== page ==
(Editor's note: This is the third of a series of stories featuring cancer survivors throughout the Buffalo Island area. It is an effort to help cancer victims know what to expect and encourage them and their families to look for better days ahead.)
It has been a little over eight years since she first discovered she had cancer.
"I was not feeling just right," she said. "In June 2000 I notice a change in my bowel habits. I had been to the doctor and had a colonoscopy scheduled for July 9. On June 29 I was having severe pain and my food would not stay down. I was admitted to St. Bernards that same night and they started testing. On Sunday morning my doctor came in to see me and told me he was 99 percent sure I had colon cancer. I was operated on July 4, 2000. They removed three feet of my colon and 10 lymph nodes. Four lymph nodes tested positive for cancer."
She remained in the hospital for seven more days. Her oncologist told her she had a 35 percent survival chance without chemotherapy and 55 percent with treatments.
"When talking about survival the additional 20 percent sounded like a lot," she said.
Rolland underwent six months of chemotherapy taking treatments every three weeks.
"There was one week I could not take chemotherapy because my blood count was not right," she said. "Chemo destroys cancer cells but it also destroys the good cells in your body. My worst experience with chemo was mouth sores and weakness."
She completed her treatments in January 2001.
Mrs. Rolland said she attended services at her home church, Second Baptist Church, and the pastor, Dewayne Smith, was preaching from Matthew 9 about the lady who had an issue of blood for 12 years.
"I had a warm feeling all over my body and I believe God healed me of colon cancer that morning," she said. "I don't believe I'll ever have colon cancer again."
Mrs. Rolland was able to work most of the time during her ordeal. At the time she was serving as Food Service Director at Buffalo Island Central School.
She has worked in the school food service department for 32 years. She still works a day or two a week when she is needed. She keeps her food service director certification updated and still enjoys her job.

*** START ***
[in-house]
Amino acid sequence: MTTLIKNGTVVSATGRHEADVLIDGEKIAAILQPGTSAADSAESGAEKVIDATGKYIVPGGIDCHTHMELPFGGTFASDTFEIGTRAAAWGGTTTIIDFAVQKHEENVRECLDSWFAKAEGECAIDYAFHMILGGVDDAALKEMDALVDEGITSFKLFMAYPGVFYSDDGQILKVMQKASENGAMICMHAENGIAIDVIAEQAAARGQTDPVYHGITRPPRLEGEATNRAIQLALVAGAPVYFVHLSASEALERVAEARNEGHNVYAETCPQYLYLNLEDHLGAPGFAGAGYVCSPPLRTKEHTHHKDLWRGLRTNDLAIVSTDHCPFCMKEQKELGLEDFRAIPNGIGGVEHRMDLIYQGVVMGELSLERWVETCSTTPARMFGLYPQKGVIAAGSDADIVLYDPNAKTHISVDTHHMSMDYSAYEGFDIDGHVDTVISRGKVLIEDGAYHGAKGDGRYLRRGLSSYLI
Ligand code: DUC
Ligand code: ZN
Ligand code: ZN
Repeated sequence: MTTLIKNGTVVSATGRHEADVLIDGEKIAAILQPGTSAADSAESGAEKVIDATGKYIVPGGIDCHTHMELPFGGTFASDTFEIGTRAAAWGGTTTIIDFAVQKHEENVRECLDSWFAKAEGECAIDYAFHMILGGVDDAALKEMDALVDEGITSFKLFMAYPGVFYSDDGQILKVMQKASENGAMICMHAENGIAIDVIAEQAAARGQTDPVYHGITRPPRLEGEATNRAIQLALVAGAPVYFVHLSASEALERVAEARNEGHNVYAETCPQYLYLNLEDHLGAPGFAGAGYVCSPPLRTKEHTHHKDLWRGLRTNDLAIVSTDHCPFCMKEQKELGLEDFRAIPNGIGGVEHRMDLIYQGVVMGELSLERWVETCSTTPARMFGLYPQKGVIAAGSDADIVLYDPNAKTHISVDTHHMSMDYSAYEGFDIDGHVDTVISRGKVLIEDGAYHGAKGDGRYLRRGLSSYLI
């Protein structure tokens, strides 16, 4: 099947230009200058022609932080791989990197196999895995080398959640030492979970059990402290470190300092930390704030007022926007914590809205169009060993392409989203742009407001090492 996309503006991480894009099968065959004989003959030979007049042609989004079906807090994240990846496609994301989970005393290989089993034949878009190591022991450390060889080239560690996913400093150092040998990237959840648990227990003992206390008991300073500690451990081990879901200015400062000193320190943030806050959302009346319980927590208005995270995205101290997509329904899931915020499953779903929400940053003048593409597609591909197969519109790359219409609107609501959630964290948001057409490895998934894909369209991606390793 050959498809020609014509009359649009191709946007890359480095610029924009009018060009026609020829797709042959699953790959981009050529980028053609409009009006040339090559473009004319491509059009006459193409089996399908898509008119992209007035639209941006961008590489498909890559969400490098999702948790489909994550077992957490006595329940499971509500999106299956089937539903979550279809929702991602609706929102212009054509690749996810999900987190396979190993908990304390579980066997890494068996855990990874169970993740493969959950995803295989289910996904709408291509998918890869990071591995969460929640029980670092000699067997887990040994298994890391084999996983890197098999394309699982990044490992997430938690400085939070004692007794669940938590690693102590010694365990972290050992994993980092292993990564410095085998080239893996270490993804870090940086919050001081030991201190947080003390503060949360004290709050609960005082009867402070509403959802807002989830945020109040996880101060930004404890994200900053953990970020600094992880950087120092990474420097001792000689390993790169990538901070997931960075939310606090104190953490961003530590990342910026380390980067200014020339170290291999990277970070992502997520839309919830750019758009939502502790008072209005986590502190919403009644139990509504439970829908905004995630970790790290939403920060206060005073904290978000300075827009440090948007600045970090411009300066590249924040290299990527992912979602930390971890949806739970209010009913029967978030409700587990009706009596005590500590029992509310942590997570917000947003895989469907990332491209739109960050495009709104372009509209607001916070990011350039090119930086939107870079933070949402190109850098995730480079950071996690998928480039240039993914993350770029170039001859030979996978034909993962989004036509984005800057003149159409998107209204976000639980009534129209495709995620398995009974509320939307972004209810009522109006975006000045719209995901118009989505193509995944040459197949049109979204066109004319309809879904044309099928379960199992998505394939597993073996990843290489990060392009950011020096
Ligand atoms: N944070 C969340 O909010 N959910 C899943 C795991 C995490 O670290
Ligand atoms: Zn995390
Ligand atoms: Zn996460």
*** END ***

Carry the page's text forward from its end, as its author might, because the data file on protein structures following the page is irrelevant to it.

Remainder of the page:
A second diagnosis came in April 2001.
"I started gaining weight at the rate of one pound a day," Rolland said. "My oncologist set me up with a gynecologist. He knew right off I had ovarian cancer. The blood work indicated I also had colon cancer again. That was the only time I cried through the whole ordeal."
On May 2 she had a 15 pound tumor removed.
"It was enclosed in some type of bubble or bag that stayed intact during the surgery," she said. "While I was in surgery, my cancer doctor was also in the operating room. He checked my colon inch by inch and found no cancer. I believe that was God's healing."
Rolland once again had to make the decision on chemotherapy. This time she was told she had an 80 percent survival rate and chemotherapy would improve it less than five percent.
She did not undergo chemotherapy for the ovarian cancer. She has been doing well ever since. At first she saw her cancer doctor every three months, then six months and now it is annually. She has her blood work on both cancers done yearly and has regular mammograms.
"My doctors call me a miracle," she said. "I had wonderful doctors but I also had the Great Physician in my life. I had many people praying for me. My daughter, Tammy Spikes, asked everyone she met to pray for me. She didn't care if she knew them or not. My church family kept me in their prayers and helped my family in many ways.
"My prayer was to let me outlive my mother. My prayer was answered. She lived to be almost 99. She passed away in June 2007. Through the whole experience I knew I was going to be all right because I knew if God spared my life, I would live for him and if he took it, I would live with him. Either way, I was a winner."
"Cancer affects people's lives in different ways and it is a dreadful disease," Mrs. Rolland said. "I have lost a lot of friends to cancer. One of my cooks, Pat Hembrey, lost her battle with breast cancer about four years ago. Several of my friends and co-workers at school have had their battle with colon and other types of cancer. I lost my sister to lung cancer in June 2002. She had melanoma skin cancer years ago. It is especially difficult to see children suffer with cancer. Cancer is no respecter of age."
Mrs. Rolland advises people to get regular check-ups and not wait if they suspect they have a problem.
"I don't worry the least about my cancer coming back," she said. "The least you can worry, the better off you are. I live from day to day. I put myself in the hands of the Lord. I love life, love people and I want to stay around as long as I can to help people. We have more and better treatments today than ever before. There is more and more research being done."
Rolland said she had wonderful family support from her husband, Jim, and her children, Tammy Spikes and Jimmy Rolland, Jr., as well as her church family and co-workers.
"My doctors advised my siblings and my children to have a colonoscopy when they reached 40 years old," she said.
Mrs. Rolland's brothers are William Piercy of Monette, Gaylon Piercy of Lake City and Laymon Piercy of West Helena.
"Cancer has made me a better person," she said. "It gave me a deeper understanding of what is important in life. I learned the petty things don't amount to a hill of beans. I enjoy life every day. I love life, I love people and I want to stay around as long as I can help people."